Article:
When it comes to cyber security, small business owners have a lot to think about. Not only do you need to keep your own systems safe, but you also need to make sure that your remote team is doing the same. Here are some tips for keeping your data and your team safe. Did you know that a majority of small businesses have had a cyber attack in the past year? And that’s just the businesses that know they’ve been attacked—many more go undiscovered. If you’re running a small business, it’s essential that you take steps to protect yourself from online threats and partner up with a managed IT services provider. One way to do that is by making sure your remote team is following good cyber security practices. Here are some tips from top level business owners that you and your team working remotely can implement in your home networks to increase your cyber security.
Set Boundaries for Your Personal and Workplace Devices
Make sure you set and stick to a clear set of rules surrounding your personal and workplace technology. “Set clear boundaries for your personal and work devices. It seems silly, but high level professionals will often have two phone lines; one for work and one for personal calls. This helps entrepreneurs keep organization in their different roles throughout the day. It also helps protect your business and personal information. Storing them on different devices makes it harder to extract personal info like bank statements and social security numbers. Most importantly, make sure your family members know the boundaries around these devices. This is for their own safety!”
This can save you a ton of trouble in the long run, and makes sure that your business information is only going out to coworkers and clients. “Another reason to keep your personal and work communications secure and separate is to protect your personal information and time. Just as your family and friends shouldn’t have access to your work contacts, the opposite is also true,” said Lauren Singer of Package Free Shop.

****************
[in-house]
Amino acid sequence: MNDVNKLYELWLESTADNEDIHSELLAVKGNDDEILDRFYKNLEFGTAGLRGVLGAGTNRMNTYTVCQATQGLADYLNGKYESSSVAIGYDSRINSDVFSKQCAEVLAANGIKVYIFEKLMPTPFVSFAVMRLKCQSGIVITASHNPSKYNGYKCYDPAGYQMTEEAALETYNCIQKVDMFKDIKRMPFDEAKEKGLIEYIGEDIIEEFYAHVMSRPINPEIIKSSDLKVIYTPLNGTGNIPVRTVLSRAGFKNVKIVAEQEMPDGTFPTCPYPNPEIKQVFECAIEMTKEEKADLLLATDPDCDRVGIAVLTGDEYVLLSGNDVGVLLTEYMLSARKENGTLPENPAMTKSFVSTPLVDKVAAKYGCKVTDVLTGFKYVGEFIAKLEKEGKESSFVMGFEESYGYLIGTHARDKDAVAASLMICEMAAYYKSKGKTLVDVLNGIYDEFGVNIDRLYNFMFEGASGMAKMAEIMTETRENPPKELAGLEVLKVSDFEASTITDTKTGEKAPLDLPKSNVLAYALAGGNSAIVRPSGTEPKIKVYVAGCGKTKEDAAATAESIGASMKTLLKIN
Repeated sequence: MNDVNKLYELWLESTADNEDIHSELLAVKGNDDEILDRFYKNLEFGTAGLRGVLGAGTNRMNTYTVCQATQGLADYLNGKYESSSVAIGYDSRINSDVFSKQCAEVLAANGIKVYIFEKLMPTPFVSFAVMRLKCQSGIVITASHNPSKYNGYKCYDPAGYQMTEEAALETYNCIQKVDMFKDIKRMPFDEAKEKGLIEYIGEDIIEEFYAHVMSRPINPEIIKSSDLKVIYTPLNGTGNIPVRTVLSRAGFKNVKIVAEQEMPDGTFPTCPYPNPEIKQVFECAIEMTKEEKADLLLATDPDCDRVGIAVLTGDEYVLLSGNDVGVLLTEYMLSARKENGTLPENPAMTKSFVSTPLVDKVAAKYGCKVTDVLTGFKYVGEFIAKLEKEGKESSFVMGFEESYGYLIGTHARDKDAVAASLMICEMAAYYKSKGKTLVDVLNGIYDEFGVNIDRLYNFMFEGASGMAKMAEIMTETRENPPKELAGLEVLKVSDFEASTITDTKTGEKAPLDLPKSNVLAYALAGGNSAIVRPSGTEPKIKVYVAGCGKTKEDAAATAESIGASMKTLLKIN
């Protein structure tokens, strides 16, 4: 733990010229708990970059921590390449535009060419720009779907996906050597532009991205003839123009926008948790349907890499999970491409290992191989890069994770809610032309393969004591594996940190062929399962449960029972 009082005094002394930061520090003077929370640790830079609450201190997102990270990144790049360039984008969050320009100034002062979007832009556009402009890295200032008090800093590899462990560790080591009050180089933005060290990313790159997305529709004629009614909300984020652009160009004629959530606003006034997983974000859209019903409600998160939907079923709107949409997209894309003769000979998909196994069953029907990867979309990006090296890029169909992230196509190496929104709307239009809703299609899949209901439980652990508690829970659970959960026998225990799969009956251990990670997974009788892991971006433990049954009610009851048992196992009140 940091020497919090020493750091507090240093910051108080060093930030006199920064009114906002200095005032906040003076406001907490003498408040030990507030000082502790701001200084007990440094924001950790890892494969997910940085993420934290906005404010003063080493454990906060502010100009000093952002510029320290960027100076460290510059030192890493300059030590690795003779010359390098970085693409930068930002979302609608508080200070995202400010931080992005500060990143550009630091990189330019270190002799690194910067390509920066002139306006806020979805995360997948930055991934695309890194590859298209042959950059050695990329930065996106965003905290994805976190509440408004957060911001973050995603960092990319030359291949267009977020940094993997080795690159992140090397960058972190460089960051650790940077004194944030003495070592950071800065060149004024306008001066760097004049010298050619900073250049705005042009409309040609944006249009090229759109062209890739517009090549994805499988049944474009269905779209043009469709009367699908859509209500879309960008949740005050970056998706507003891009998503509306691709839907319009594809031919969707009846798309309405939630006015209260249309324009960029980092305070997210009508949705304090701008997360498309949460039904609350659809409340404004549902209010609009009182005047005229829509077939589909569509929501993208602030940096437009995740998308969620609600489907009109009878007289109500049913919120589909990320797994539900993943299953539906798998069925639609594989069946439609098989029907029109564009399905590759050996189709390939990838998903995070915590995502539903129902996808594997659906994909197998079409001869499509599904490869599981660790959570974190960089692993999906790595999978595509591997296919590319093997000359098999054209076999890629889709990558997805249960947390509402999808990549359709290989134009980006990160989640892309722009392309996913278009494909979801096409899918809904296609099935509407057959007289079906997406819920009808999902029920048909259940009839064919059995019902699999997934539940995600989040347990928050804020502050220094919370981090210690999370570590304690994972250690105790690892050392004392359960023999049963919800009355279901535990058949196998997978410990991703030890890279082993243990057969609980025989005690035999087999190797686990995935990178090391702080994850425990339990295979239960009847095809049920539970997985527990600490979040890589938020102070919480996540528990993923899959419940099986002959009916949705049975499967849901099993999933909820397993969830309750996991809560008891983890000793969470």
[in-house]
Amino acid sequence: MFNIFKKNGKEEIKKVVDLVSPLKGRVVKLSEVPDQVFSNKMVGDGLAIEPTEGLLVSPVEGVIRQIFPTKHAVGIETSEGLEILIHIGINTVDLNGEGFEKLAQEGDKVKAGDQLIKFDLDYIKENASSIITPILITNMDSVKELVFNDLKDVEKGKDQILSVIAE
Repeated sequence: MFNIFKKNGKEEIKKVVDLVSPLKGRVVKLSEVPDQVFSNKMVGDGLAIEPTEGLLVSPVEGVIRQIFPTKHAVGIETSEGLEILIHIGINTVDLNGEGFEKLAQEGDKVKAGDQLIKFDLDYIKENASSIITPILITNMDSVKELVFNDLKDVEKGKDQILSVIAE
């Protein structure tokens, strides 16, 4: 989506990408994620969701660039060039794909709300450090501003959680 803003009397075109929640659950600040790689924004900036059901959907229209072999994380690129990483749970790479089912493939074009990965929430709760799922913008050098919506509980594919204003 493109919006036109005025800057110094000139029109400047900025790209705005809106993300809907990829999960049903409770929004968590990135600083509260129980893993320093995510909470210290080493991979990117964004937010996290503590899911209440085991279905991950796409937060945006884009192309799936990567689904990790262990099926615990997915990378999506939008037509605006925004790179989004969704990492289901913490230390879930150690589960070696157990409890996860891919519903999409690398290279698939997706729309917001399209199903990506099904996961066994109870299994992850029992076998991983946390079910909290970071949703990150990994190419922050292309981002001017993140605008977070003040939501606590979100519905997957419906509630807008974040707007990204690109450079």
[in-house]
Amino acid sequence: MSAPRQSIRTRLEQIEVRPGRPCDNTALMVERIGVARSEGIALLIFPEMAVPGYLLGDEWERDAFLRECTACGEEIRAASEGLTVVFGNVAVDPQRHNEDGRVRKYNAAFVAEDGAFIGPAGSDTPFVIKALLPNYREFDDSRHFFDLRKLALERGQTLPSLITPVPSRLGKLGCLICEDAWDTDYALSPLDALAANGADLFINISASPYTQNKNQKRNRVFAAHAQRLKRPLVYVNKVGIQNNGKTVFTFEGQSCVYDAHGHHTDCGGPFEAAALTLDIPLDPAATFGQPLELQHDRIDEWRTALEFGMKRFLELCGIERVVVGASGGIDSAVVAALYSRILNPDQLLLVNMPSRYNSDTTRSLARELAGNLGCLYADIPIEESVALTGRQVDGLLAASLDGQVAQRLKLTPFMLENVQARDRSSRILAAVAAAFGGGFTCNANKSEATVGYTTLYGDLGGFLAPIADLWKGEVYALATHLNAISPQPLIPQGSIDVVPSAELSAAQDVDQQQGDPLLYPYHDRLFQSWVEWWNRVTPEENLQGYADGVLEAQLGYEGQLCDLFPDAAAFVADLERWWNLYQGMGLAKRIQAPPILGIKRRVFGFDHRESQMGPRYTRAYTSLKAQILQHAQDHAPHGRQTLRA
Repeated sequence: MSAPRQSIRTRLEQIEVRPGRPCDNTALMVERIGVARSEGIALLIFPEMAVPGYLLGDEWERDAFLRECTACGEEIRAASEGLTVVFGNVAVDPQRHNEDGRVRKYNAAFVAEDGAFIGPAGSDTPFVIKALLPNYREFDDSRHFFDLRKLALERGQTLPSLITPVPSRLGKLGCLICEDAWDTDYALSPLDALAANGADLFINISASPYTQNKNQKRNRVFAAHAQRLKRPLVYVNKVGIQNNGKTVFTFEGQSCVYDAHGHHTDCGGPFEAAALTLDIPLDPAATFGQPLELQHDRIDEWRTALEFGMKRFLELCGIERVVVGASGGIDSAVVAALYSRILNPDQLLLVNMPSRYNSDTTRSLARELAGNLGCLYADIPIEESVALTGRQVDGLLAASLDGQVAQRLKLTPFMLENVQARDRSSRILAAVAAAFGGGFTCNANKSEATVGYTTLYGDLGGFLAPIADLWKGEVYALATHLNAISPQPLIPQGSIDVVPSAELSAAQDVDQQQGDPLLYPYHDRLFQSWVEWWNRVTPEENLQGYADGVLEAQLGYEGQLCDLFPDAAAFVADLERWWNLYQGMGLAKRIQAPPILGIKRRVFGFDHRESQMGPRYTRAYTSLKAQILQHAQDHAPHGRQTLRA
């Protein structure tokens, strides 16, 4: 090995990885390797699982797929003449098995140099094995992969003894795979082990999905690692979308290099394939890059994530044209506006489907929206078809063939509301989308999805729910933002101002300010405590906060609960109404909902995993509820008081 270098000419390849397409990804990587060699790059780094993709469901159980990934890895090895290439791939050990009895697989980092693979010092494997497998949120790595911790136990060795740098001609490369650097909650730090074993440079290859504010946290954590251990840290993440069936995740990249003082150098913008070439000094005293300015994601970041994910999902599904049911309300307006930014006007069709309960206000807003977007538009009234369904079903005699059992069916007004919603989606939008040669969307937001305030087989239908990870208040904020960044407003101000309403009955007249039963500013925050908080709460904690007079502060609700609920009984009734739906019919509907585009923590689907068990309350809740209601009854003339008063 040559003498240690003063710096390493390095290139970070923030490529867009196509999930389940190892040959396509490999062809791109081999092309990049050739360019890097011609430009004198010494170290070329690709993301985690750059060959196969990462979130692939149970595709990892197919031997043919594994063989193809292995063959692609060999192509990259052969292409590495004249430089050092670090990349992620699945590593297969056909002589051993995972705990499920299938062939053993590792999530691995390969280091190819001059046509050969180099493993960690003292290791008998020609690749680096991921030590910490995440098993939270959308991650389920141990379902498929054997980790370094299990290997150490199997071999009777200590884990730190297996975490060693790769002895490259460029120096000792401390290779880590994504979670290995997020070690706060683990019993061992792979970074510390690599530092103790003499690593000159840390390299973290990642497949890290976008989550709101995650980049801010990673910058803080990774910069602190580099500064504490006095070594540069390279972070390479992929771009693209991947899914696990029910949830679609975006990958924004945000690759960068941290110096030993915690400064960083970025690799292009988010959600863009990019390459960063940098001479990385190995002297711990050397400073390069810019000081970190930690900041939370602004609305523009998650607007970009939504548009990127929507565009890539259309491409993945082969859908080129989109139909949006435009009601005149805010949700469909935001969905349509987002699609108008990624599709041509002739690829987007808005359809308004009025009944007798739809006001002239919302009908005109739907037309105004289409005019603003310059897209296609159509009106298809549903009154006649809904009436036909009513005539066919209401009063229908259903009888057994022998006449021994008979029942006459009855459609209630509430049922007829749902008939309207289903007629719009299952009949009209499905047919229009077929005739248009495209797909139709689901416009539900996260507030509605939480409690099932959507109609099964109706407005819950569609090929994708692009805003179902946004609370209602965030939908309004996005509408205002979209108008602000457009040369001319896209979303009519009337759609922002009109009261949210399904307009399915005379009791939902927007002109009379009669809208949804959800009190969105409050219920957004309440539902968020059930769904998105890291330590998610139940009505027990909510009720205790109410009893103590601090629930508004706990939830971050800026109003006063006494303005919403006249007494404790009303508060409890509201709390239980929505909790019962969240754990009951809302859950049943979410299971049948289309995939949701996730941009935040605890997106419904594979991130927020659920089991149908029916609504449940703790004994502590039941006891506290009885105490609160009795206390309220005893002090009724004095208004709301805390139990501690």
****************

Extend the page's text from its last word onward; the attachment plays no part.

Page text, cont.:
Update Your Operating Systems
Make sure you keep your work devices up to date with the latest operating system. This sounds like a chore, but it will keep your computer armed with the latest security preferences for the machine you’re using. The same goes, maybe even more so, for mobile devices and tablets which can be easier to target when people are taking them on the go all the time.
In addition to keeping your operating systems up to date, make sure you also update any software programs you use. When new versions come out, developers generally stop supporting legacy versions of software and that includes their security. Keeping up to date with software updates is a good way to ensure all of your programs are protected and running at their absolute fullest potential.
Use a VPN
Possibly the best way currently to protect your identity online is to hide it! You can do this easily by paying for a personal VPN or Virtual Private Network. “The biggest and best piece of advice I can give for remote workers cyber security is to invest in a personal VPN. For those that don’t know or aren’t familiar, VPN stands for Virtual Private Network and is essentially a way for you to disguise your IP address so that people can see that you are online, but can’t trace your browsing history back to your personal computer. This is absolutely essential for remote employees working with sensitive information at high level companies. VPNs aren’t expensive, but they are an investment into your security.” said Tyler Read, Founder and Senior Editor at Personal Trainer Pioneer
Use Anti-Virus Software to Keep Your Devices Clean
Often thought to be a waste of money, antivirus software is actually a great way to keep malware off your computer. “There are tons of additional services and devices you can implement in your home network to bolster your security. These things do cost some money, but will save you in the long run. Antivirus software and internet security will help you feel at ease with your sensitive work files, and will make your supervisors trust you and the systems you have in place more,” said Patricio Paucar, Co-Founder and Chief Customer Officer at Navi.
For those that don’t know, malware stands for malicious software and can enter your computer when you click on links or visit sites that are not secure. “Malware isn’t always an emergency, but it can get really really annoying. These are the viruses that cause unwanted popups and activity on your computer. Antivirus software will help you detect the location of the malware and remove it from your computer,” said Dan Lewis of Convoy.
Centralize Your Companies File Storage